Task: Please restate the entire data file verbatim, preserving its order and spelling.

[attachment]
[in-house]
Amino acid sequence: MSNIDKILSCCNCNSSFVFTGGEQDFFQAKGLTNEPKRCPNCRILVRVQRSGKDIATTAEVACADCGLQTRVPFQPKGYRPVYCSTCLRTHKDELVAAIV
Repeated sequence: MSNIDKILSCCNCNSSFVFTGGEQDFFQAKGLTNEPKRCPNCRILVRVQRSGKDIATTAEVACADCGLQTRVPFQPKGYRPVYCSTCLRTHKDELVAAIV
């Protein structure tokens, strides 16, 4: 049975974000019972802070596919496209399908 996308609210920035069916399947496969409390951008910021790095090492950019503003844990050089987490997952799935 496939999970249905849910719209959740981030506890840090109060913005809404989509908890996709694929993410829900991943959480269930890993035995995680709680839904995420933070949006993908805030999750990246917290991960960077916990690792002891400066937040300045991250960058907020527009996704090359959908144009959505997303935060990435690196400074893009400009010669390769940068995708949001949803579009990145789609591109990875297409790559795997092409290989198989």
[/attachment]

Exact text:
[in-house]
Amino acid sequence: MSNIDKILSCCNCNSSFVFTGGEQDFFQAKGLTNEPKRCPNCRILVRVQRSGKDIATTAEVACADCGLQTRVPFQPKGYRPVYCSTCLRTHKDELVAAIV
Repeated sequence: MSNIDKILSCCNCNSSFVFTGGEQDFFQAKGLTNEPKRCPNCRILVRVQRSGKDIATTAEVACADCGLQTRVPFQPKGYRPVYCSTCLRTHKDELVAAIV
């Protein structure tokens, strides 16, 4: 049975974000019972802070596919496209399908 996308609210920035069916399947496969409390951008910021790095090492950019503003844990050089987490997952799935 496939999970249905849910719209959740981030506890840090109060913005809404989509908890996709694929993410829900991943959480269930890993035995995680709680839904995420933070949006993908805030999750990246917290991960960077916990690792002891400066937040300045991250960058907020527009996704090359959908144009959505997303935060990435690196400074893009400009010669390769940068995708949001949803579009990145789609591109990875297409790559795997092409290989198989």